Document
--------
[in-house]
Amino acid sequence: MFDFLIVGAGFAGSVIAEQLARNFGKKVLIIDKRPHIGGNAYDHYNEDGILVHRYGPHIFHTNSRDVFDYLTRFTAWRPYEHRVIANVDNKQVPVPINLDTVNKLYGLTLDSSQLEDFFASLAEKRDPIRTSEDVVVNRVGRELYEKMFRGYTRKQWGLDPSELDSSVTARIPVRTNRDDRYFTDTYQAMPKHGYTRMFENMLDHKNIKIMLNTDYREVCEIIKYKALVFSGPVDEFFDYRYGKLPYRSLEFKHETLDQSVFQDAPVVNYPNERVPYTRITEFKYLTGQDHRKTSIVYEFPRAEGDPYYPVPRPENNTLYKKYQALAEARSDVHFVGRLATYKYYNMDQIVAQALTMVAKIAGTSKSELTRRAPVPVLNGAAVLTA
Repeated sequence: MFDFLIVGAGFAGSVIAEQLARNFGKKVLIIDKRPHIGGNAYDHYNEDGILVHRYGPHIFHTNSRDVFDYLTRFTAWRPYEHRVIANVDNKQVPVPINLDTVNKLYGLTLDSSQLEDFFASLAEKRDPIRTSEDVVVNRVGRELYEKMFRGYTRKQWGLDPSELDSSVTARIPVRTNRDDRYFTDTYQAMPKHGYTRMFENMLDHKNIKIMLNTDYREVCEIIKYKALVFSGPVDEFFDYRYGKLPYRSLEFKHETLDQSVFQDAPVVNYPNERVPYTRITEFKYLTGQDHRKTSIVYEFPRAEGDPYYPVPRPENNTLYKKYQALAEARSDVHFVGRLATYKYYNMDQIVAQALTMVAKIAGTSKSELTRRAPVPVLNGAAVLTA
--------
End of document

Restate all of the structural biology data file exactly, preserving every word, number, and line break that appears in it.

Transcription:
[in-house]
Amino acid sequence: MFDFLIVGAGFAGSVIAEQLARNFGKKVLIIDKRPHIGGNAYDHYNEDGILVHRYGPHIFHTNSRDVFDYLTRFTAWRPYEHRVIANVDNKQVPVPINLDTVNKLYGLTLDSSQLEDFFASLAEKRDPIRTSEDVVVNRVGRELYEKMFRGYTRKQWGLDPSELDSSVTARIPVRTNRDDRYFTDTYQAMPKHGYTRMFENMLDHKNIKIMLNTDYREVCEIIKYKALVFSGPVDEFFDYRYGKLPYRSLEFKHETLDQSVFQDAPVVNYPNERVPYTRITEFKYLTGQDHRKTSIVYEFPRAEGDPYYPVPRPENNTLYKKYQALAEARSDVHFVGRLATYKYYNMDQIVAQALTMVAKIAGTSKSELTRRAPVPVLNGAAVLTA
Repeated sequence: MFDFLIVGAGFAGSVIAEQLARNFGKKVLIIDKRPHIGGNAYDHYNEDGILVHRYGPHIFHTNSRDVFDYLTRFTAWRPYEHRVIANVDNKQVPVPINLDTVNKLYGLTLDSSQLEDFFASLAEKRDPIRTSEDVVVNRVGRELYEKMFRGYTRKQWGLDPSELDSSVTARIPVRTNRDDRYFTDTYQAMPKHGYTRMFENMLDHKNIKIMLNTDYREVCEIIKYKALVFSGPVDEFFDYRYGKLPYRSLEFKHETLDQSVFQDAPVVNYPNERVPYTRITEFKYLTGQDHRKTSIVYEFPRAEGDPYYPVPRPENNTLYKKYQALAEARSDVHFVGRLATYKYYNMDQIVAQALTMVAKIAGTSKSELTRRAPVPVLNGAAVLTA